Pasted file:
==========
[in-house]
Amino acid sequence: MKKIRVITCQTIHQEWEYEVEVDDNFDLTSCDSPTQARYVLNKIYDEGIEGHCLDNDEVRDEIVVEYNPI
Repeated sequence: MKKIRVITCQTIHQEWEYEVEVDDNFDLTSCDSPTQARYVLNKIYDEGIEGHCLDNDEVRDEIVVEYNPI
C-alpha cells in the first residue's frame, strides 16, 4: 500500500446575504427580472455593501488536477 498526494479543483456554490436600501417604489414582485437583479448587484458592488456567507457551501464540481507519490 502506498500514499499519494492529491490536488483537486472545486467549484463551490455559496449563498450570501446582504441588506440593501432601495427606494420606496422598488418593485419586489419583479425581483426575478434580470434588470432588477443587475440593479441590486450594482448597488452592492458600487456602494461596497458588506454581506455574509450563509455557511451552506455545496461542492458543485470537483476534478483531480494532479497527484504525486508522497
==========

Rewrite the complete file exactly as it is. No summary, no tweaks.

[in-house]
Amino acid sequence: MKKIRVITCQTIHQEWEYEVEVDDNFDLTSCDSPTQARYVLNKIYDEGIEGHCLDNDEVRDEIVVEYNPI
Repeated sequence: MKKIRVITCQTIHQEWEYEVEVDDNFDLTSCDSPTQARYVLNKIYDEGIEGHCLDNDEVRDEIVVEYNPI
C-alpha cells in the first residue's frame, strides 16, 4: 500500500446575504427580472455593501488536477 498526494479543483456554490436600501417604489414582485437583479448587484458592488456567507457551501464540481507519490 502506498500514499499519494492529491490536488483537486472545486467549484463551490455559496449563498450570501446582504441588506440593501432601495427606494420606496422598488418593485419586489419583479425581483426575478434580470434588470432588477443587475440593479441590486450594482448597488452592492458600487456602494461596497458588506454581506455574509450563509455557511451552506455545496461542492458543485470537483476534478483531480494532479497527484504525486508522497